Antitrust Without Borders: From Roots to Codes to Networks
Antitrust law has moved from a national enterprise to an international enterprise. Markets transcend national boundaries, and many problems appear to require supranational or cooperative solutions. The 1990s triggered visions of a multilateral framework under the aegis of the World Trade Organization (WTO). As the new millennium proceeds, multilateral agreement seems more remote, and networking solutions seem more practical and attractive. International antitrust today is less “world antitrust” and more “antitrust without borders.” This essay describes the intellectual journey from hierarchy to networking. Using the subsidiarity principle (what can be done as well or better at a lower level should be done at a lower level), it identifies the problems that can be tackled horizontally, and how and in what forum; it identifies the problems that still need a solution from the top, and suggests how to move forward.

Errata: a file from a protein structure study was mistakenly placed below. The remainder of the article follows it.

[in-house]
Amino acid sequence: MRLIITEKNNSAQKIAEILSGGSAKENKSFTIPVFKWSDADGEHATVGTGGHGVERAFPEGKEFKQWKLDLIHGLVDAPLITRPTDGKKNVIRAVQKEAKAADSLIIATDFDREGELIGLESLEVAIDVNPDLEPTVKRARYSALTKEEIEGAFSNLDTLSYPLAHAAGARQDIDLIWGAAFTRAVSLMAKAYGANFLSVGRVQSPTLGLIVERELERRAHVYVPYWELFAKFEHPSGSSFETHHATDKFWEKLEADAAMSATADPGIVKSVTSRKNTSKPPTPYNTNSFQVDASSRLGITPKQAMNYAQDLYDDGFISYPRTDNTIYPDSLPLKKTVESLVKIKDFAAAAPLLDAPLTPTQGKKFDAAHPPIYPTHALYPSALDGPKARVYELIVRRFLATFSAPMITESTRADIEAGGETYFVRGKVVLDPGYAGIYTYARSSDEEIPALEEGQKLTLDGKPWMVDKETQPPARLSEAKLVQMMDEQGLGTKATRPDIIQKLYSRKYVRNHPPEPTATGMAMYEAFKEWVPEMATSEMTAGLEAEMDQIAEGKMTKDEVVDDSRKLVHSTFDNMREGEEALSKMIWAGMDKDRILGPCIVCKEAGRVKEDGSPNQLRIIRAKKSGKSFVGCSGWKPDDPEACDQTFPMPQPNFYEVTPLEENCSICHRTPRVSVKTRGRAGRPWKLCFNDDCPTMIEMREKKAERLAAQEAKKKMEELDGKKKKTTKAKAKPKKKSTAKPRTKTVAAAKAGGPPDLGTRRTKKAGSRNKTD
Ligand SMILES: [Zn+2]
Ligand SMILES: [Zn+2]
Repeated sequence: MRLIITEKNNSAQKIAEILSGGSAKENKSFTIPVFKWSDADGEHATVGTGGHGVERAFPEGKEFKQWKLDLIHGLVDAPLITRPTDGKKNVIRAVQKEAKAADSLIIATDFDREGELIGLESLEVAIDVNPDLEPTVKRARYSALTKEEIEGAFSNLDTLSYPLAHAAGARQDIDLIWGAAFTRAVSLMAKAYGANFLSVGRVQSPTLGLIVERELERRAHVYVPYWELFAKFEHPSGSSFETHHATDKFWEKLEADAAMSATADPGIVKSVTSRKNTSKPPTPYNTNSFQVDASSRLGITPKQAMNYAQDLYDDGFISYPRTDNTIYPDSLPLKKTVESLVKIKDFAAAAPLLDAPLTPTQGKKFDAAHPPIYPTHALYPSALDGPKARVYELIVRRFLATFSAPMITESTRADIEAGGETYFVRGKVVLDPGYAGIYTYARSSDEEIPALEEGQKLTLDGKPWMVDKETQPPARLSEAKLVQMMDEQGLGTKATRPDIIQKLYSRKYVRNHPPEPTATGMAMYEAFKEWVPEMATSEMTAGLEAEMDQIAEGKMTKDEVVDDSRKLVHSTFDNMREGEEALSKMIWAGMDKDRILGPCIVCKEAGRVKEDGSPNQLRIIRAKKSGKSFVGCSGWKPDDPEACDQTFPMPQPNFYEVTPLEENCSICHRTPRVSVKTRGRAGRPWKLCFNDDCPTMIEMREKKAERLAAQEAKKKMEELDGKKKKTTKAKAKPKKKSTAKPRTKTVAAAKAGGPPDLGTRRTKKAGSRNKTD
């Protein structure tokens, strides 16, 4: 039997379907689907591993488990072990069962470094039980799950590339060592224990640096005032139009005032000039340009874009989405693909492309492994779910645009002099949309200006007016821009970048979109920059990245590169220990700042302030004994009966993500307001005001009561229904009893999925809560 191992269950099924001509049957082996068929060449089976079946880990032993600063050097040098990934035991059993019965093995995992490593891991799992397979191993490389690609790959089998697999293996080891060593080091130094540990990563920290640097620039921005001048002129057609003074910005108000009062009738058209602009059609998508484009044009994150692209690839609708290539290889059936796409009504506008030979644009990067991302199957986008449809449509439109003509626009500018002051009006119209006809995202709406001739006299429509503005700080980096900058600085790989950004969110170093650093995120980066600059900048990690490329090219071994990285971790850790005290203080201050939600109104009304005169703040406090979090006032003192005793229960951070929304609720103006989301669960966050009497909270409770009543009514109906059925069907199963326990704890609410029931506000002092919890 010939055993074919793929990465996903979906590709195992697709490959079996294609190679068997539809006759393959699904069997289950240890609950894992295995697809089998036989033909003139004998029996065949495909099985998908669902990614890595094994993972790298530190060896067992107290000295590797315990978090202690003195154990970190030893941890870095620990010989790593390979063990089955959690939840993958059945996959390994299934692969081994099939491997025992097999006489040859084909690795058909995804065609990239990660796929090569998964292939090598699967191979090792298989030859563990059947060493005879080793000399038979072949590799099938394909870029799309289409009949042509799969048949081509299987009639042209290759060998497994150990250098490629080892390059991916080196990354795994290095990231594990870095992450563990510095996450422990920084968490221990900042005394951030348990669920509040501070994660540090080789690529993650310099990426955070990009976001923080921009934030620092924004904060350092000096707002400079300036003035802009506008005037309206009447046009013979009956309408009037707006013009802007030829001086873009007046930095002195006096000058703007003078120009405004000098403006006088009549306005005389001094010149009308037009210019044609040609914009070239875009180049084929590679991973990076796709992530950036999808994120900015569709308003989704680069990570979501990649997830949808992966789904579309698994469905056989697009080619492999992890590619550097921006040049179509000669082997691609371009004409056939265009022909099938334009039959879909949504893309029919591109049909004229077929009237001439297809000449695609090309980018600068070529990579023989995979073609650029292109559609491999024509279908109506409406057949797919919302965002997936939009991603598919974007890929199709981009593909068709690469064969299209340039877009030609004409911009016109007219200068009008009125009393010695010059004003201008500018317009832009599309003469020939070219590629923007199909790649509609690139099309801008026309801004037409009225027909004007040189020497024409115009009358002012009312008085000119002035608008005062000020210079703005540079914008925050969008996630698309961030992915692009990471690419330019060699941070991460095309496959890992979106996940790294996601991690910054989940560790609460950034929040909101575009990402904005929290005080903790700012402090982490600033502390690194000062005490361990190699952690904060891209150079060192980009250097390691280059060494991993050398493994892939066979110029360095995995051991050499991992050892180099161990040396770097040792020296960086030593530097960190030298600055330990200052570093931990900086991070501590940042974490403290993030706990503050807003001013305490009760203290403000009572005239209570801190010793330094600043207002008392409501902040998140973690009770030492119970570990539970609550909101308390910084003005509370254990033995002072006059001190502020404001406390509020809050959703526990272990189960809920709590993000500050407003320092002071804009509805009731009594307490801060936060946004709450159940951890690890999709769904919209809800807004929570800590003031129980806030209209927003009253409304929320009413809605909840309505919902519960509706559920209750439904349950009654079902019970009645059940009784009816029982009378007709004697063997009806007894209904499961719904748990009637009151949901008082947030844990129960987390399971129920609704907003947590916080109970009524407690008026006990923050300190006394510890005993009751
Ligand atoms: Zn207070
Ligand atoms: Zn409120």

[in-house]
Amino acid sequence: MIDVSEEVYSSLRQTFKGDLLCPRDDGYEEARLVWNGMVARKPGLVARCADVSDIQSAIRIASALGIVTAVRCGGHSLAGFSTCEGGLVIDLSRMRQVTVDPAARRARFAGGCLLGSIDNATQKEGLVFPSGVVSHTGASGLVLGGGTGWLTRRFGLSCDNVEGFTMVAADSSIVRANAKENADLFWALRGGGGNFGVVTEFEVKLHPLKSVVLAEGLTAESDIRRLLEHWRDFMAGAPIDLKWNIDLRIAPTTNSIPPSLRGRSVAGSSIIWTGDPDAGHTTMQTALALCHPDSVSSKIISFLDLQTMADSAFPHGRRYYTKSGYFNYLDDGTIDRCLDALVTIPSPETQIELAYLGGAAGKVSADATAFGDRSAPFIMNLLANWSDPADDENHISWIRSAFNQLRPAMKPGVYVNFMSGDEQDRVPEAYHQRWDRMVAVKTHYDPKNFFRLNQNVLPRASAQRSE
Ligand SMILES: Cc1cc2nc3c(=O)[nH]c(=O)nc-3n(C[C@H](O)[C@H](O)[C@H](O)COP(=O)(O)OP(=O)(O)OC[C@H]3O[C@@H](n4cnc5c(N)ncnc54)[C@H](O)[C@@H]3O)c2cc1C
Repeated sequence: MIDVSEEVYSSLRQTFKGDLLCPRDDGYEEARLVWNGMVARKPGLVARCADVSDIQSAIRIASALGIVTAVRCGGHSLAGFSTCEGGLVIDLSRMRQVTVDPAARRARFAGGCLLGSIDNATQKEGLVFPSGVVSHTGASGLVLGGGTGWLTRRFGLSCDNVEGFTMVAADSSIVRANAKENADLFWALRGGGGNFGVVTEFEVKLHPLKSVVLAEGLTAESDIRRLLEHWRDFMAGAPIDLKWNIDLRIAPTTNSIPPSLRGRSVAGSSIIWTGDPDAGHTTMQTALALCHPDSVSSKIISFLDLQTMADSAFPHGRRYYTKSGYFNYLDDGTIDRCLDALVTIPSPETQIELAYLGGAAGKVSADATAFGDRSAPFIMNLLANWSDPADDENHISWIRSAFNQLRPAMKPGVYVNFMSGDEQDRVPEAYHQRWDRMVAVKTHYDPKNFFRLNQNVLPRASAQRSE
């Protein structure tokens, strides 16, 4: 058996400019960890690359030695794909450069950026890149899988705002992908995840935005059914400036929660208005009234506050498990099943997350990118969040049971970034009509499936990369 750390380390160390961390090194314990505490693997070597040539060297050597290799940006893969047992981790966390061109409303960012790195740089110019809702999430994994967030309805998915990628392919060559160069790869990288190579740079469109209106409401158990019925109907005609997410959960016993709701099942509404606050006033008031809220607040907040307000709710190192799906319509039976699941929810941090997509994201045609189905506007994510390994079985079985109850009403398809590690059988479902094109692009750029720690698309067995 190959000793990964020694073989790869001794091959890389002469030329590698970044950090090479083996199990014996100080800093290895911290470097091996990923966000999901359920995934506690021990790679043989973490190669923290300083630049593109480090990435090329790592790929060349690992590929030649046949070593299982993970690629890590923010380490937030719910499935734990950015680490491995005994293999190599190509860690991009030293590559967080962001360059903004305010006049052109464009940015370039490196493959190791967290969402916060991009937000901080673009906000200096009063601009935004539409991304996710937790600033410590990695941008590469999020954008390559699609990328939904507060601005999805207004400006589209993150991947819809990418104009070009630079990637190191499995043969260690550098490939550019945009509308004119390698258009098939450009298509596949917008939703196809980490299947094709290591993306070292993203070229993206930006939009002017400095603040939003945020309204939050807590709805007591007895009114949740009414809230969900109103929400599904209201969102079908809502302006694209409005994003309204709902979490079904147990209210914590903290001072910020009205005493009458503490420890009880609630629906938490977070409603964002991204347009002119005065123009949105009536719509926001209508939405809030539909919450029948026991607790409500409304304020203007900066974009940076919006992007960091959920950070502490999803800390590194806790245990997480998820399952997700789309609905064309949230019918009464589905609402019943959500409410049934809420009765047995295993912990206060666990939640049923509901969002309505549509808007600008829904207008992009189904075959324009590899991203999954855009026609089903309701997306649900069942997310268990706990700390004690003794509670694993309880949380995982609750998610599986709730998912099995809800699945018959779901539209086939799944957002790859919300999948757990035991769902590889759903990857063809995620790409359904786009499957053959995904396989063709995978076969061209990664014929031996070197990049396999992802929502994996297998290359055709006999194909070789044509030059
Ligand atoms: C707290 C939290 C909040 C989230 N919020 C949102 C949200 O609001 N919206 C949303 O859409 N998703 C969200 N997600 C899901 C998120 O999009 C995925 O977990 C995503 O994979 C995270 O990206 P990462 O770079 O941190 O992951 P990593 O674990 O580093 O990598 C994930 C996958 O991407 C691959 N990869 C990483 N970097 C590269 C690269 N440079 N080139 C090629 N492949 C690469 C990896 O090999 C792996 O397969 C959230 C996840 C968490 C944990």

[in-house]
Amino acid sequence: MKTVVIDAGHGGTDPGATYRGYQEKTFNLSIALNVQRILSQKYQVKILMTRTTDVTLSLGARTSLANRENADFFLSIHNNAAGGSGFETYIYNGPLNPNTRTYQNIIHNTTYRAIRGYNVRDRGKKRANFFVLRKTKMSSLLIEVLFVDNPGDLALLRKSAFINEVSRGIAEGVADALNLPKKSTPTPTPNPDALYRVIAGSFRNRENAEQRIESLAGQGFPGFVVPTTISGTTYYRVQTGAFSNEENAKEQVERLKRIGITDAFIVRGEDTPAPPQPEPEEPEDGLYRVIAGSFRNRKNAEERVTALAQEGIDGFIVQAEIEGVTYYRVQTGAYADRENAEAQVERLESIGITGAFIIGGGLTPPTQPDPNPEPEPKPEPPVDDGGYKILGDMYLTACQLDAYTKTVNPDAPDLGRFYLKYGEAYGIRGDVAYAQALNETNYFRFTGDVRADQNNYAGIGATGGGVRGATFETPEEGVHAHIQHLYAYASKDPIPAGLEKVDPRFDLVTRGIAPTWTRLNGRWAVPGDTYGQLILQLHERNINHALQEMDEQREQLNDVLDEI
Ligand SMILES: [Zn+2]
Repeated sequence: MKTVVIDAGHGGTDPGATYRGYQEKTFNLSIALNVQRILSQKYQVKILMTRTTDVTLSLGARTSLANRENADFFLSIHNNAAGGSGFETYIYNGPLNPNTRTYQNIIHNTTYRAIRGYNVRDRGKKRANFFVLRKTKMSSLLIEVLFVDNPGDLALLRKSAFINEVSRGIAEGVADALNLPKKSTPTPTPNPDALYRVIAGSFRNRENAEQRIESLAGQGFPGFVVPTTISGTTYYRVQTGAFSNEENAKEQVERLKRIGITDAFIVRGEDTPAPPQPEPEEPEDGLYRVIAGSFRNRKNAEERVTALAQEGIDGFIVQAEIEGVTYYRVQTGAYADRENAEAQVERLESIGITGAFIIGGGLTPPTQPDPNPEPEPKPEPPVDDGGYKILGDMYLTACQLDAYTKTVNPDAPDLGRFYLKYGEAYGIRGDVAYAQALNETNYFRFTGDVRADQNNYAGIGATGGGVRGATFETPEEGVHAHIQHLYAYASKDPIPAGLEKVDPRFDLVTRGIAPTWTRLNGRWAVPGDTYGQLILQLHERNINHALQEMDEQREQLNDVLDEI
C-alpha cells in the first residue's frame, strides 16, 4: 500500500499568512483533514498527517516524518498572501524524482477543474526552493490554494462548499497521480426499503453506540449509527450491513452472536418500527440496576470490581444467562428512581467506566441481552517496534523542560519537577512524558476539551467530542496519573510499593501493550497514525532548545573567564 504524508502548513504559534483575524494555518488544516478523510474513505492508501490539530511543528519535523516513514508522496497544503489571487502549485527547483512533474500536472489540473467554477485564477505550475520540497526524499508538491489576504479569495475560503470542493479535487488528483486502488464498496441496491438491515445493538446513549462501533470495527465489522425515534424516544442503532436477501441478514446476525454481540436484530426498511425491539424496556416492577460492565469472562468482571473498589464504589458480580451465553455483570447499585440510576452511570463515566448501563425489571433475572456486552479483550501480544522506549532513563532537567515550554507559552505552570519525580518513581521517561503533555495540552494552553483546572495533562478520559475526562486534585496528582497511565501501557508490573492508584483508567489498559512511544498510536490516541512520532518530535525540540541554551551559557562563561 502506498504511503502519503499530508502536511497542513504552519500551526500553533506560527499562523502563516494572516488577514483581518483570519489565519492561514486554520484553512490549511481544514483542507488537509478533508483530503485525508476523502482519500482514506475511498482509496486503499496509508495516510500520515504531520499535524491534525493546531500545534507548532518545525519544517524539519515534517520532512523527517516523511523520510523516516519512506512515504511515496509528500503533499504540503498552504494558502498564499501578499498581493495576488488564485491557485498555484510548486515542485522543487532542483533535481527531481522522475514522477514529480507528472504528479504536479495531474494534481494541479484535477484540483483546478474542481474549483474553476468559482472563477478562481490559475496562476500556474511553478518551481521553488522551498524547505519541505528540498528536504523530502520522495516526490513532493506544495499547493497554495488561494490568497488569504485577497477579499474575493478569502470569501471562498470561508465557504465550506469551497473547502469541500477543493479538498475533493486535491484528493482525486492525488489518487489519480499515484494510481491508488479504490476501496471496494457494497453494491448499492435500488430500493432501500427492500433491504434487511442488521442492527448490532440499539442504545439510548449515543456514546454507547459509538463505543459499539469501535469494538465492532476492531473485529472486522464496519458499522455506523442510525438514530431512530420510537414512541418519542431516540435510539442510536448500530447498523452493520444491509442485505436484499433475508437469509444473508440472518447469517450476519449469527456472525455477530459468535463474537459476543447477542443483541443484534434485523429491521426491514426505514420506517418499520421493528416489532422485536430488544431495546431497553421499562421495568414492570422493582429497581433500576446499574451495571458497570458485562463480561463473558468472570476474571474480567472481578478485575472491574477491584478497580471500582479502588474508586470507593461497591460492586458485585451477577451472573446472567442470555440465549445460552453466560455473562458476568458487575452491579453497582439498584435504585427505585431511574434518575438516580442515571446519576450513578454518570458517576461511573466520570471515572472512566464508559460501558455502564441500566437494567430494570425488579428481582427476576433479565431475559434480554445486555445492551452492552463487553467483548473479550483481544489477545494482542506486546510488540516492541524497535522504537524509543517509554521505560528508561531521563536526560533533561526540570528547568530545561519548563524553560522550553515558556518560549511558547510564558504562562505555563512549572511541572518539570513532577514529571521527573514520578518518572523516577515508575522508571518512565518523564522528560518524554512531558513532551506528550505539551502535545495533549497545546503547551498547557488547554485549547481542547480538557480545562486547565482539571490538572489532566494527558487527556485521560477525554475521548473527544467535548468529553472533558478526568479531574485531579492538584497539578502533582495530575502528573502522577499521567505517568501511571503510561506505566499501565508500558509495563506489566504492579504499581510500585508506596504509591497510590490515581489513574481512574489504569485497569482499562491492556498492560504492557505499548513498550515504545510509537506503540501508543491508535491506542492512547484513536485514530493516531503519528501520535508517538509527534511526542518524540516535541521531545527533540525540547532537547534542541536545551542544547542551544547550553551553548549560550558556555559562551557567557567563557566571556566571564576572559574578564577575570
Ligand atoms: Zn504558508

Tag: Competition Policy, Diversification & Competitiveness, Multilateral, Regulation, Regulatory Systems Coherence